All three companies are quick to point out that data collection and benchmarking are merely preludes to a strategy. At RSC, “our goal is reference-ability,” explains Ellen Steck, vice president of marketing. “When you hit this mark, customers become an extension of your sales force. The increases we’ve seen in our net promoter score since the program’s inception seem to have been consistent with the increases in our company’s revenue and profitability.” RSC’s NPS score is currently in the 60s, Ms Steck says, “while the average US company, by [NPS pioneer] Fred Reichheld’s estimation, has an NPS of around 15%.”
For United Rentals, the focus is on benchmarking internal progress at each of the company’s key customer touchpoints, as identified by its research. “We measure the efficiency of several touchpoints internally on a regular basis,” says Elise Arsenault, UR’s vice president of marketing. “We know that efficiency equals satisfaction, and satisfaction instills confidence in our brand. For example, we have metrics related to the inside sales rep function – not just productivity measures, but communication competencies.
“Are they capturing all the right information up front, is it being properly keyed into the contract? Our prior research gave us very specific data about what customers consider optimal service, and a lot of it relates to the use of their time. We isolated six dimensions of the inside sales rep role and indexed them against share of wallet [the proportion of a customer’s total spending on rental that they capture]. The process has informed our hiring procedures and training programs, among other operations.
“While the data is essential, some of the ad hoc comments gleaned through research are equally as enlightening,” Ms Arsenault continues. She cites a third research study completed by the company in mid-2007. “Some of the comments expressed about rental companies in general made it clear that smaller contractors often feel underappreciated by our industry,” she says. “United Rentals has always stressed consistent delivery of our service standards to every customer, large or small – so that was a point in our favor. It goes directly to customer retention, where we do very well.”
Other initiatives implemented by United Rentals include a centralised Customer Care Center that handled more than 300000 calls last year, and planned new technologies for outside sales representatives. The company is also acting on relationship-building opportunities identified in its research.
“Our URdata online account management software has a significant upside for our customers and our company,” notes Ms Arsenault. “It’s free to customers, and people who use it really love it. Our research confirmed that we had very high satisfaction with URdata, but very low awareness: many customers didn’t realise it was available. Those that did use it showed big swings in awareness of specific functionality: for example, 89% were using URdata to track equipment online, but only 18% knew that the software offers online bill-pay. We’ve seen a 12% increase in URdata users since we began the push for greater awareness; it’s a good start.”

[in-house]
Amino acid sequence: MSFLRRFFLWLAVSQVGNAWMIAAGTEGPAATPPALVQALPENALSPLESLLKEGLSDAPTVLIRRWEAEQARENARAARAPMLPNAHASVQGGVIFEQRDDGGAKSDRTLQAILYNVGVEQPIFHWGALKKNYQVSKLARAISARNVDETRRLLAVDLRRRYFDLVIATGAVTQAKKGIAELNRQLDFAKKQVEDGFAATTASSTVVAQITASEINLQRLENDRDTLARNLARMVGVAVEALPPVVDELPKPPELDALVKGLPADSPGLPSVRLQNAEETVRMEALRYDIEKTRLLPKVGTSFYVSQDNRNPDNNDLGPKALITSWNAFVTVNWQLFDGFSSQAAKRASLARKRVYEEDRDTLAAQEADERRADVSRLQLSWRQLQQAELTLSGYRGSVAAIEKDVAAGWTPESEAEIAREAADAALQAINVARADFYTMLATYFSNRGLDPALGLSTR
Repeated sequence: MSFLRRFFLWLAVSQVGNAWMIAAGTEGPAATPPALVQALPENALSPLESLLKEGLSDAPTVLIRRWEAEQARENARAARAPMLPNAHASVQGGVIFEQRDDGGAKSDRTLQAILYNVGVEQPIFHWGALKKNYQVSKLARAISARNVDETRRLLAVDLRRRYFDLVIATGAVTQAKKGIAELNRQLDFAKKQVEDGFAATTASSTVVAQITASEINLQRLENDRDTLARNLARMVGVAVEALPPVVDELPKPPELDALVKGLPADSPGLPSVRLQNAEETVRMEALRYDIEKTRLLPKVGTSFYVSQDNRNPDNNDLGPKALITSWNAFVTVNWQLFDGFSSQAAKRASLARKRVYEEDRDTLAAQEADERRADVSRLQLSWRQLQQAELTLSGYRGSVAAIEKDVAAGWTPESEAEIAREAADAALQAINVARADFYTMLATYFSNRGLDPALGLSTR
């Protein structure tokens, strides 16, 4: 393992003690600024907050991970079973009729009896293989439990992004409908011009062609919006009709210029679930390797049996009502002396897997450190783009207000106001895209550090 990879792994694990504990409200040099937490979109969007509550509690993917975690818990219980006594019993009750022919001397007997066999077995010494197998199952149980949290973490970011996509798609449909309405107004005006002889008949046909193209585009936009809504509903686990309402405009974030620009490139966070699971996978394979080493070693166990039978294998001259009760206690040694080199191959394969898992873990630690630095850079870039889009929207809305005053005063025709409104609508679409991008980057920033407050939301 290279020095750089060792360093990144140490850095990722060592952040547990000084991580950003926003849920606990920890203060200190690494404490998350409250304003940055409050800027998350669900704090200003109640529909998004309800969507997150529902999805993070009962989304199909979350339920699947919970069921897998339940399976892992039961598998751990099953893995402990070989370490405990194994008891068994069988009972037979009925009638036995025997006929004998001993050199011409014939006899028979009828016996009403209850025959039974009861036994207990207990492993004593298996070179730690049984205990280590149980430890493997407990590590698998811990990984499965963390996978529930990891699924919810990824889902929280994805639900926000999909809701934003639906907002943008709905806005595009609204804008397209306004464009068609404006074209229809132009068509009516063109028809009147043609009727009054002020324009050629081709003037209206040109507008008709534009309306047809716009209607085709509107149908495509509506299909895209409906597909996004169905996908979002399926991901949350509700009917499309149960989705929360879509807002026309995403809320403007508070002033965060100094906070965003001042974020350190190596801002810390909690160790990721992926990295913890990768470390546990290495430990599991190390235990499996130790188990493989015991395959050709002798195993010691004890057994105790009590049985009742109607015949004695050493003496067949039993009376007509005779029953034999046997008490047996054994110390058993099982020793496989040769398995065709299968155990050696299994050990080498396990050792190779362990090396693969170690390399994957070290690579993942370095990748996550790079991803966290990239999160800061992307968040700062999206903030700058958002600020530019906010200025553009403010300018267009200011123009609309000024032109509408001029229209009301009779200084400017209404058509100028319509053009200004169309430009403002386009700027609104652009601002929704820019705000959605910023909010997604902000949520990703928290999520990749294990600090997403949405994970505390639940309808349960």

Benchmarking has been embedded in the Volvo Rents culture as well, says Nick Mavrick, the company’s vice president of global marketing, with a unique methodology to harness it for franchisees. “We have a marketing budget that gets sliced and diced and pushed out to the stores to focus 80% of the dollars on the 20% of the market that fits our profile. It starts with the Volvo brand and translates to the customer experience. The perception of ‘Volvo’ has accrued over 200 years of brand stewardship: be nice people, care for the environment, care for the customer, create a safe and pleasant experience.”
Volvo Rents believes so strongly in the power of data that “we feel we can pick our customers before they can pick us,” says Mr Mavrick. “We structure our local marketing plans around events rather than postcard mailings or magazine ads. We’re sticking to our game plan, positioning the local owner as the hero, which means more cookouts, more free coffee, more making sure that our operations know who their best customers are, from the manager to the driver to the yard worker. We’re doing more regional customer events, taking people hunting, fishing, to NASCAR races.”
To determine whether a plan is working, Volvo Rents tracks top line growth as well as growth within the target segments of what they call their ‘loyalist customers’ – customers who reflect and appreciate the Volvo philosophy of service. While bonding may be low-tech over a barbeque grill, the company uses high-tech methods to cement the process. Franchisees are able to reward top customers via the Internet by isolating target customers within their database and merging those names with turnkey gift selections using proprietary pick-and-ship software. The company says that in North America, its revenue success rate with loyalists and future loyalists has consistently outpaced growth from its base overall.
The strategy gives equal weight to nurturing existing loyalists and mining for new customers that fit the Volvo Rents profile. “I was visiting one of our owners recently, a multi-store operation with 5,000 customers, and 171 of them generate 70% of the revenues,” says Mavrick. “You want to make sure you’re really marketing to those folks to make them feel valued. Then there are the next 107 people on the list: can we make them feel really special? Can we engender loyalty and ultimately earn more of their business?”
While Volvo Rents allocates marketing capital directly to the franchise businesses, the corporate office is effectively controlling the strategy. “We provide oversight, but our owners are given the tools to take action,” explains Mavrick. “We have a system with a terrific graphical interface, where a salesperson in the field or the store can click a few buttons and quickly identify their best customers, their next best customers, and prospects or clones who look like their best customers or their next best customers.”
The system analyzes the store’s customers on the one hand, and on the other, matches Volvo Rents’ ideal profile against a demographic database for that store’s market area. The focus is on three attributes: top line revenues, frequency of transactions and reputation. The result, says Mavrick, is a relatively narrow slice of prospects that have the ability to create high-impact revenue growth. Volvo Rents then measures the success of that impact with the same metrics used to shape the profile.
“We’ve reduced the universe down to a handful of very actionable, quantifiable customers,” says Mavrick. “We don’t want impossible relationships that we can’t sustain. We’re going after a slice of the market that is profitable for both sides in the transaction. Our customers share the same values with us, the same approach to business, the same emphasis on reputation. It may not show up on a spreadsheet exactly that way, but it’s there. The answers are always in the data.”
=== THE AUTHOR ===
The author: Lucy Peterson is president and owner of Balboni Associates, Inc. and its press distribution division, IndustryWire. The company is a longstanding US supplier of market communication and consultancy services to rental and related industries. E-mail: email@example.com